(Trinidad Express) Banking giant RBC Financial (Caribbean) Ltd is continuing to streamline its operations, this time sending home 20 employees from its Business Development Unit at a number of branches across the country.
The layoffs Friday represented one-third of the Unit’s staff members, sources close to the group’s operations confirmed to the Sunday Express.
RBC Royal Bank, formerly RBTT Bank, is a subsidiary of RBC Financial which is owned by RBC, Canada’s largest and most profitable bank.
RBC Financial yesterday confirmed that employees were let go but would not give details except to say that it was in keeping with steps to improve the bank’s operations and competitiveness.
In an e-mailed response to questions about affected employees and if any of them would be transitioned, regional manager, Employee and Corporate Communications Nicole Duke-Westfield said:
“As part of our efforts to improve and strengthen our business performance and competitiveness, we have had to make some difficult decisions with regard to our employee base. This means some degree of job impact in Trinidad and RBC has been working to manage this impact and achieve efficiencies through varying means eg, attrition, early retirement. Where we are separating with employees we ensure that we comply with, and in some instances exceed what the law requires.”
She added: “The separation of staff is never easy and RBC will continue every day to treat its employees with dignity and respect throughout the changes. As a responsible company and employer, we respect the rights of our employees, and as policy, we will not discuss numbers of impacted employees publicly.”
RBC’s chief executive Suresh Sookoo said in an interview last year that there would be job cuts, but there was no plan for any dramatic reduction of the workforce. He also assured that employees were being treated fairly and with respect.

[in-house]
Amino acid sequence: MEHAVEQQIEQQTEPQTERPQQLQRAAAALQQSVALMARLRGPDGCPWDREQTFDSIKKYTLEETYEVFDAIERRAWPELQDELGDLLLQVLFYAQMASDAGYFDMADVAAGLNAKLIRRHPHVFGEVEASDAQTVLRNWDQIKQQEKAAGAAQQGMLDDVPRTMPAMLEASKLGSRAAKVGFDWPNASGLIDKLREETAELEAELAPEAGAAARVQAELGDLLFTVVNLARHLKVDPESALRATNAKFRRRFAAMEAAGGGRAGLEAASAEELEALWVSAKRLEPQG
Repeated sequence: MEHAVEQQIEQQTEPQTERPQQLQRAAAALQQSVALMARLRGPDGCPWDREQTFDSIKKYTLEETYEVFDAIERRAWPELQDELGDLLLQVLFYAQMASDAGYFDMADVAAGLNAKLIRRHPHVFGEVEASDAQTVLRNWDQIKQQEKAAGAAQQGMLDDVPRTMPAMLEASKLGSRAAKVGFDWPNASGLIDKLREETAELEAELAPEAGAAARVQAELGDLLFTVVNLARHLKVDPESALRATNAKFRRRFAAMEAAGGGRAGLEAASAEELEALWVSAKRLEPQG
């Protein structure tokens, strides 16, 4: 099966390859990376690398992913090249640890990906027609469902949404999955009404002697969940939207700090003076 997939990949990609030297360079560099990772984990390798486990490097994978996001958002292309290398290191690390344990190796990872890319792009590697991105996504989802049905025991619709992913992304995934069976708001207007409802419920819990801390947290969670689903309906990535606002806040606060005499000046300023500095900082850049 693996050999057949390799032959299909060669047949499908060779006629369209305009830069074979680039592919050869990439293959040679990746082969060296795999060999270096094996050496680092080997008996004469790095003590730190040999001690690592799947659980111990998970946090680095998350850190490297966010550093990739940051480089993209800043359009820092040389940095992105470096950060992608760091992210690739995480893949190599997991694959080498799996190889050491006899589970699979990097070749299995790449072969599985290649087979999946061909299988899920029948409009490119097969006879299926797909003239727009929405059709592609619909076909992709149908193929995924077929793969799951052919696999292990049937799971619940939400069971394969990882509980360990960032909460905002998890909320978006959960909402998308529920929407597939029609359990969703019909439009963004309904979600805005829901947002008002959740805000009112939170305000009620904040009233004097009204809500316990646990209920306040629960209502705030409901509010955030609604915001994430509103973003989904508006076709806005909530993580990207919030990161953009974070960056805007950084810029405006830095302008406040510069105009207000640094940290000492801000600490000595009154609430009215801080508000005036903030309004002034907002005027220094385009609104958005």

He explained that there was a present need by the bank to serve its customers better and improve performance overall, which required a look at controlling total costs across the business.
Employee costs were singled out as one of the largest cost elements for the bank.
Sookoo reasoned that looking at employee costs was one aspect of the exercise and as job roles have been changing, the banking group created a transition pool where employees who have been impacted, can, for a specific period of time, update their resumes and participate in retraining activities that will enable them to be viable candidates for new opportunities within the bank.
The banking group also released 15 staff members from its Barbados operations and seven from the Bahamas, reports from those countries indicated.
While he was still CEO at then RBTT Financial Group in 2011, Sookoo said the company would reduce staff by almost 500 as the banking group streamlined its operations in Trinidad and Tobago and the Caribbean.
He said the staff shrinkage would be completed by mid-2010 and would involve bank staff operating here and in 17 other territories across the region.
The employee reductions have nothing to do with the acquisition of the RBTT Group by the Royal Bank of Canada in June last year, Sookoo told the Express during an interview at the then almost-completed offices of RBC Caribbean and RBTT at Sweet Briar Rd, Port of Spain.
He maintained that the RBC acquisition of RBTT, which cost the Canadian bank $13.7 billion, resulted in no job loss but the local banking group’s “recast” programme would make the banking group more efficient and would cause some shrinkage of staff levels.
Sookoo could not be immediately reached for comment yesterday. A call to his cell phone was answered by a female voice who said he would not be available yesterday.
In January 2013 Group Head of Personal and Commercial Banking at RBC in Canada, David McKay in an interview with financial news service Bloomberg said there would be restructuring and downsizing in the Caribbean Unit to ensure competitiveness.
Last week RBC announced it was selling its Jamaica holdings to Sagicor Group (Jamaica) Financial Ltd.
RBC said the sale was “consistent with its strategy” of being a competitive leader in the markets in which it operates.
That transaction is expected to be finalised in the coming months and McKay was quoted as saying the transaction will allow the bank to successfully reposition its Caribbean business for the future and focus on regions where we have significant market share.